Monday, October 17, 2011

1: How can we know much about stars?

Where to begin tends to be the most difficult decision when describing any system, and stars are certainly that.  Since this will be a bit of a "flying by the seat of our pants" discussion of stars, I'd like to begin with some direction, at least a bit of an idea where we're headed to justify the bit of seemingly disparate and irrelevant topics that are necessary background.  I will assume you've watched enough Nova programs to have a basic understanding of space and how it works so I'll quickly gloss over the bare basics and present them in a manner my differential equations professor jokingly put it regarding quantum physics, "We have to approach this like a religion.  I'm not telling you why, but you have to just trust me that this is true, and that you could make a bomb and it would blow up."

Buzzing through the basics
We live on a planet called Earth.  It is mostly rock and orbits an otherwise insignificant and regular star we call the Sun.  We have a single satellite orbiting us, the Moon.  We rotate around and face the Sun about every 24 hours and go around the Sun once about every 365 spins, or days as we like to call them.  There are many other bodies orbiting the Sun: 8 planets, numerous dwarf planets, belts of millions of smaller objects, irregular comets, and eventually a massive cloud of objects extending to 200,000 times the distance of the Earth, about 3 light years out and still orbiting our Sun.  Our system is again, relatively unremarkable (except it's our neighborhood, of course) and sits in one arm, well out from the center of a relatively unremarkable galaxy, in a relatively unremarkable cluster of galaxies... you get the point.  Space is big, we're not.

Thanks to Einstein, we have established that there is a speed limit in all of this: c, the speed of light, approximately 300,000,000 meters per second, or for you Americans, 186,000 miles per freakin' second.  If you shine a laser at the moon, it'd take 1.4 seconds to see the dot, that's it.  Now, remember that Oort Cloud I mentioned, extending from about 1900 AU (1 Astronomical Unit = the distance from the Earth to the Sun) to 200,000 AU?  It takes light about 3 years to get from the Sun past the cloud by some estimates.

...are really, really, really far away.  We can't go to any (yet), we can't bounce RADAR off them, we can't throw sticks at them, and we can't judge their maturity by insulting their mother.  So how can we know much about them?  Light.  The only things we know about the universe outside our own solar system we know by catching light and analyzing it and thinking reeeal hard (something we humans pretend we're good at).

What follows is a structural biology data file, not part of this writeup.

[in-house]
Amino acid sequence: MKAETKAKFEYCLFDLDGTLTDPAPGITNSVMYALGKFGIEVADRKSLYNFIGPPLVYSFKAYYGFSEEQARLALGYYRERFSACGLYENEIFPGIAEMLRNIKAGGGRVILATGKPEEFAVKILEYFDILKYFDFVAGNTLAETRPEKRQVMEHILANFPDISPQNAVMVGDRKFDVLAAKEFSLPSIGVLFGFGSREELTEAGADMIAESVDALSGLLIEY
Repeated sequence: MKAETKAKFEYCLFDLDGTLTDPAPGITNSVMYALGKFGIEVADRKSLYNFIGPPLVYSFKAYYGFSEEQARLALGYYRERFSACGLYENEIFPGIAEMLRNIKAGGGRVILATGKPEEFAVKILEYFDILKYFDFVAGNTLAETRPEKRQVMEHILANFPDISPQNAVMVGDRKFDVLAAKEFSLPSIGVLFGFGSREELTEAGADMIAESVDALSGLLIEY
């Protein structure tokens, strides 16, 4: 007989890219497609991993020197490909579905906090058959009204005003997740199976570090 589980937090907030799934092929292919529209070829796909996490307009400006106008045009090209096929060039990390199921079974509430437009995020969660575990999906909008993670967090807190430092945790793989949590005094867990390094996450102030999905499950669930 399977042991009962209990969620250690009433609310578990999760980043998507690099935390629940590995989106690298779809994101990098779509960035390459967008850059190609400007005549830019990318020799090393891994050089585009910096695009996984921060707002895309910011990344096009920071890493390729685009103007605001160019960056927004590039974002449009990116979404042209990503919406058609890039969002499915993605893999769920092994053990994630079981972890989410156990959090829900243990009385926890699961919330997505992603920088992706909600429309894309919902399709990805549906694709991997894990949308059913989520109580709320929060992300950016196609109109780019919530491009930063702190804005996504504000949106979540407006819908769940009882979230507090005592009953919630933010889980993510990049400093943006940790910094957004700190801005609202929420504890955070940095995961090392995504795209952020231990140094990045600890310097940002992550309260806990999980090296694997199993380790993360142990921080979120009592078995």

Light doesn't seem like it'd shed much--well, light--on stars.  But luckily it comes in many flavors and can be captured and measured.  Light propagates like a wave and interacts with matter like a particle.  Obviously, since we are matter and all of our instruments are matter, we care deeply about collecting and measuring these massless particles, photons.  Each one carries with it a bit of energy based on its wavelength (I know, a particle with a wavelength? It's a model, go with it.)  While this doesn't sound like much, as we will see, it's more than enough information to build incredible models.  I will devote an entire post to light at a later date as it lends itself useful to other discussions, but in brief, light is just what we call electromagnetic waves.  What you and I see as different colors are just photons with different wavelengths in a range we can pick up with our eyes.  For a good consideration, "Blue" is the name we give light at around 475 nm (nanometers), and "Red" is what we call 700 nm.  By the same token, we could call "X-Ray" a color, "Microwave" a color, and "Radio" a color--just colors we can't see with our eyes.  They're still light!

NOW!  What the hell does that all mean?  Think of a telescope as a precise photon catching bucket.  If we point our telescope right at a star and catch some of the photons it shot at us years ago that are just now arriving, we can tell an unbelievable amount of information just by dissecting our catch!  First, the obvious, how many photons did we catch?  Brighter stars send out more photons per second and so more of them land in our bucket, BUT, a brighter looking star might just be much closer than a dim star, so we catch more of its photons!  More on that in another post, look for parallax (essentially looking at the same star from two different places--say, the Earth on June 25 and December 25--and using depth perception, like our two eyes!)  We also know very precisely what sorts of wavelengths are captured too, betraying very accurately the various atoms responsible for either emitting those photons or absorbing those that we would expect to catch but don't.

This has been a massive first post, but it is meant to be a bit of an overarching summary of how we can know what we know and will be very useful in providing "bins" of concepts, which we will soon fill with real materials and justifications!  I will be creating graphics for these posts as time permits (largely for my own enjoyment) and encourage you to check back soon.  This first post has spent too long looming in the distance and now that it's done, we can proceed at a more reasonable pace to fill in the gaps and do some real learning!


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